Sudanese Foreign Minister Mariam al-Sadiq al-Mahdi meets with her Algerian counterpart Ramtane Lamamra on Saturday- press photo
CAIRO – 31 July 2021: Khartoum is seeking to reach a diplomatic solution to the Ethiopian Renaissance Dam crisis, said Sudanese Foreign Minister Mariam al-Sadiq al-Mahdi in a meeting with her Algerian counterpart Ramtane Lamamra on Saturday.
She affirmed her country’s firm position towards a binding legal agreement on filling and operating the controversial Ethiopian Renaissance Dam (GERD).
The Algerian Foreign Minister of Foreign Affairs said that his country seeks to address the Renaissance Dam crisis by positively pushing the will and confidence of the concerned parties towards negotiations.
On 28 July 2021, Sudanese Irrigation Minister Yasser Abbas said Sudan will not resume the GERD negotiations with the same previous methodology.
In press remarks on Wednesday, Abbas said Sudan is adhering to its demand to involve an international quartet in the GERD negotiations to enhance the role of the African Union (AU).
The international quartet includes the United States, the United Nations, the European Union, and the AU.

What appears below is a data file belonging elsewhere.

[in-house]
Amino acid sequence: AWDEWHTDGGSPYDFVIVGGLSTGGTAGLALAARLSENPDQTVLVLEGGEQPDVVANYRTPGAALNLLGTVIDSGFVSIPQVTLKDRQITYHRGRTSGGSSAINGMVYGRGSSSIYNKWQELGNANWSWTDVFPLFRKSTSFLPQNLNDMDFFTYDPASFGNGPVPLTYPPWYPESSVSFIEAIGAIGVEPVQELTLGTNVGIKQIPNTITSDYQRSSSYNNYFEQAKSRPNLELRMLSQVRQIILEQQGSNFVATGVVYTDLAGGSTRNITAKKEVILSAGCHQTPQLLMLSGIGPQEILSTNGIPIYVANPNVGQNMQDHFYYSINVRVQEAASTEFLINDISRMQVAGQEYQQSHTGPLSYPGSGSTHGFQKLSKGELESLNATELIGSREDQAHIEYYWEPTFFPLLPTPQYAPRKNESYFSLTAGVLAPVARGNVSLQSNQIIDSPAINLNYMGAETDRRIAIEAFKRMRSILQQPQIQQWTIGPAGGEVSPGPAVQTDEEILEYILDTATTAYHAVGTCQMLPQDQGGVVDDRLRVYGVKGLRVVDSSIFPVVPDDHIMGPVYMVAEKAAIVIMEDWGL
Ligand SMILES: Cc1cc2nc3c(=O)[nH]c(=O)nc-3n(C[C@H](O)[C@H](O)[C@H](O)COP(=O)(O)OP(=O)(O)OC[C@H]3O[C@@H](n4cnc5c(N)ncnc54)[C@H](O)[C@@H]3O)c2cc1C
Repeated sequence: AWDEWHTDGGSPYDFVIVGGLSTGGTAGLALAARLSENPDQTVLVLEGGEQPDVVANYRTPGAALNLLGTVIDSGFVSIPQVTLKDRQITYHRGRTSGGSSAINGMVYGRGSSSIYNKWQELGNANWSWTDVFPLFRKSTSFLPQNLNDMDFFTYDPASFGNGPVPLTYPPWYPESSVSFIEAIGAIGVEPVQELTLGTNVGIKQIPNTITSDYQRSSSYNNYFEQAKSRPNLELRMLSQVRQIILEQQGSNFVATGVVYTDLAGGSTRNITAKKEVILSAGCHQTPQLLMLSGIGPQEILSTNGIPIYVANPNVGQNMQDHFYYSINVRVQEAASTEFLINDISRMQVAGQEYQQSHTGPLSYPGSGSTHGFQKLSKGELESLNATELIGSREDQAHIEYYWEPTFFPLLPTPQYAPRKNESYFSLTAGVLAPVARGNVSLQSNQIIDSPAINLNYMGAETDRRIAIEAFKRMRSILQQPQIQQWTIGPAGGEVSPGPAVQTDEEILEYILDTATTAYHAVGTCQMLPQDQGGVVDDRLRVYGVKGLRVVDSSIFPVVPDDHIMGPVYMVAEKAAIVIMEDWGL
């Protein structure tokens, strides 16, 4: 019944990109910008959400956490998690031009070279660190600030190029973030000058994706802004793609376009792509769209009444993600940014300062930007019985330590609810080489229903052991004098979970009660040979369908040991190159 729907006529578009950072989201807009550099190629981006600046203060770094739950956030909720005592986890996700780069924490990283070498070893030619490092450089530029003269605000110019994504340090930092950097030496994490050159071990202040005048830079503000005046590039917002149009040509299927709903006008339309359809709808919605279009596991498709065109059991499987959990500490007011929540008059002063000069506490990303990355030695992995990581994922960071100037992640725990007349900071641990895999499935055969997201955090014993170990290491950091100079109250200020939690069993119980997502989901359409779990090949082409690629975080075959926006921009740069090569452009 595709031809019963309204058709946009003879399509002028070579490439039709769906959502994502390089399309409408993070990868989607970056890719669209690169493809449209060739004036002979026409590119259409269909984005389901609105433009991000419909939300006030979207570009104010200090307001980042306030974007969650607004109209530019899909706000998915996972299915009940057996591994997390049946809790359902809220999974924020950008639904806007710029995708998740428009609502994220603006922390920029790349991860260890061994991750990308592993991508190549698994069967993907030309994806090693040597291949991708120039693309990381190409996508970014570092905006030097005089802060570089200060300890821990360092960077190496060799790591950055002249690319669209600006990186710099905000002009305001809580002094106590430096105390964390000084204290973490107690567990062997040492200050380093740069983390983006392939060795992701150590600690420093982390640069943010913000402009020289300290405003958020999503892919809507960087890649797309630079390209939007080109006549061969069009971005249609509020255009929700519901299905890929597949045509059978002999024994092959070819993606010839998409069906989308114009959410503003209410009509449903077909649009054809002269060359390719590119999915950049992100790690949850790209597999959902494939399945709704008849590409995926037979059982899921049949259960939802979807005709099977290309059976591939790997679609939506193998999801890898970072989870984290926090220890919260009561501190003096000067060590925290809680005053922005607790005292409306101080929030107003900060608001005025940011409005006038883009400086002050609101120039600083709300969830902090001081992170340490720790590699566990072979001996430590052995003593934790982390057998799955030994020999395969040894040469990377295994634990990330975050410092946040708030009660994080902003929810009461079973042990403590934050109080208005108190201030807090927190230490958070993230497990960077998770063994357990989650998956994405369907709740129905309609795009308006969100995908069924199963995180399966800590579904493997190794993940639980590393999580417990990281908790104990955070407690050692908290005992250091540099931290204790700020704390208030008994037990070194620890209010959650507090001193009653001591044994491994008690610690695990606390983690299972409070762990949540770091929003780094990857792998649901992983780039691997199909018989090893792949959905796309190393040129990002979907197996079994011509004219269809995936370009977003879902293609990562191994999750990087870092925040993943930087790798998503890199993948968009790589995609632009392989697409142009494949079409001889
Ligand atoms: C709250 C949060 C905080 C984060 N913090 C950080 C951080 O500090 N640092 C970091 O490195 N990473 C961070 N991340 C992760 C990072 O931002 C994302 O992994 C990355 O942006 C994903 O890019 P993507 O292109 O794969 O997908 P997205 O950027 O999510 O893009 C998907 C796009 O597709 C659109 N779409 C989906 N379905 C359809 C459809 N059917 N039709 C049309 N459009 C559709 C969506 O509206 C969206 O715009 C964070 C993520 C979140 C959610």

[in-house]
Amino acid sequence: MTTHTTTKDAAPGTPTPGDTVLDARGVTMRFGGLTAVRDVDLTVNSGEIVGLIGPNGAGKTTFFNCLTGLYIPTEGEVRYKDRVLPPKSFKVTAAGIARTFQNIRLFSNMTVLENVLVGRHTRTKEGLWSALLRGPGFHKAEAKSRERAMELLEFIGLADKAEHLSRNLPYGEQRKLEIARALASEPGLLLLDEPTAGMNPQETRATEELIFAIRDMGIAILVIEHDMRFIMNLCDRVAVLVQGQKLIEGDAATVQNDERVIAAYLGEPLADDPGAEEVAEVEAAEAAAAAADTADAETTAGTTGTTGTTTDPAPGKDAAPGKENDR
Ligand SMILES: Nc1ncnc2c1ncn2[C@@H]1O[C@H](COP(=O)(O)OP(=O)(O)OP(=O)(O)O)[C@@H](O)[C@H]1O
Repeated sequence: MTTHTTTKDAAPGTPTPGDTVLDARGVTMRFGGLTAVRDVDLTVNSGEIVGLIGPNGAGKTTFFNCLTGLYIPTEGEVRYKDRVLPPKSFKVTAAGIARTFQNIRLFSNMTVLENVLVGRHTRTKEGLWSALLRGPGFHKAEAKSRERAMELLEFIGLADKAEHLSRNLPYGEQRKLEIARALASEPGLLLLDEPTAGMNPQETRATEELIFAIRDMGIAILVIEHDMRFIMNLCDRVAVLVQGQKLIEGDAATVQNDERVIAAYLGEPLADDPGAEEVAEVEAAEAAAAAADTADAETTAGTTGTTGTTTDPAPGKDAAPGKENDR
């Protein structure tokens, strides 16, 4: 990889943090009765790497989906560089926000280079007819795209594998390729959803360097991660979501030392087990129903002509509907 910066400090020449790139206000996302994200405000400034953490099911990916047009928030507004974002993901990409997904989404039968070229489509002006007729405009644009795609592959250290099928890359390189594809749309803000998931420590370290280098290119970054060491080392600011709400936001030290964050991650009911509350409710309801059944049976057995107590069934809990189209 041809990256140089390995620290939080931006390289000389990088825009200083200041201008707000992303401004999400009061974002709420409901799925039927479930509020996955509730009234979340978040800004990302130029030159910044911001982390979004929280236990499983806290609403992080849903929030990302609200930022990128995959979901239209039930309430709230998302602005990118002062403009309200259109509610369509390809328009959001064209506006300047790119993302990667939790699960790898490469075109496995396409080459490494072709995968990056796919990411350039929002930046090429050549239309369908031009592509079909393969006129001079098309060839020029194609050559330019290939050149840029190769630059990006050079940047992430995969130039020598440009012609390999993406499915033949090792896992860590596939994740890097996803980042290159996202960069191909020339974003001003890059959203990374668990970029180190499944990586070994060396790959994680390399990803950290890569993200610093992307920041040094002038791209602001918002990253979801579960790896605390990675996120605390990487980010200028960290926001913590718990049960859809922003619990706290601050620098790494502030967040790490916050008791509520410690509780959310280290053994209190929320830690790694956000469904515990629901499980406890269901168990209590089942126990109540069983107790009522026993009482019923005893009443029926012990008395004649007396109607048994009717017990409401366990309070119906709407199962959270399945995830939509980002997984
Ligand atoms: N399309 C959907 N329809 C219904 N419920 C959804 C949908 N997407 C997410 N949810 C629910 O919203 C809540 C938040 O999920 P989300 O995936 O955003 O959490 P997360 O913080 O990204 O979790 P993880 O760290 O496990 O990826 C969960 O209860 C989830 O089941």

Abbas said the exchange of information on the filling and operation of the massive dam is essential, affirming that a legally-binding agreement is needed in this regard.
Ethiopia announced the completion of the second phase of filling the GERD reservoir, although Egypt and Sudan have rejected this step unless a binding agreement among the three countries is reached.
Egypt and Sudan argue that a comprehensive, binding agreement on the filling and operation of the dam is essential to secure their water interests and people’s rights in the River Nile, which both countries mainly rely on for water.
During his remarks to the press, Abbas said the second phase of filling the dam only added four billion cubic metres of water at most, which is much less than what Ethiopia announced.
Abbas said the GERD would be beneficial to Sudan if information on GERD is exchanged in accordance with a legally-binding agreement.
On July 8, Egypt’s Foreign Minister Sameh Shoukry and his Sudanese counterpart, Mariam Al-Sadiq Al-Mahdi delivered speeches at the United Nations Security Council, explaining the threats the Ethiopian dam poses on their peoples and water rights in case no binding agreement is reached among their three countries.
The UNSC member states’ ambassadors also affirmed the need for the quick resumption of the Grand Ethiopian Renaissance Dam talks under the auspices of the African Union and some offered help in the issue.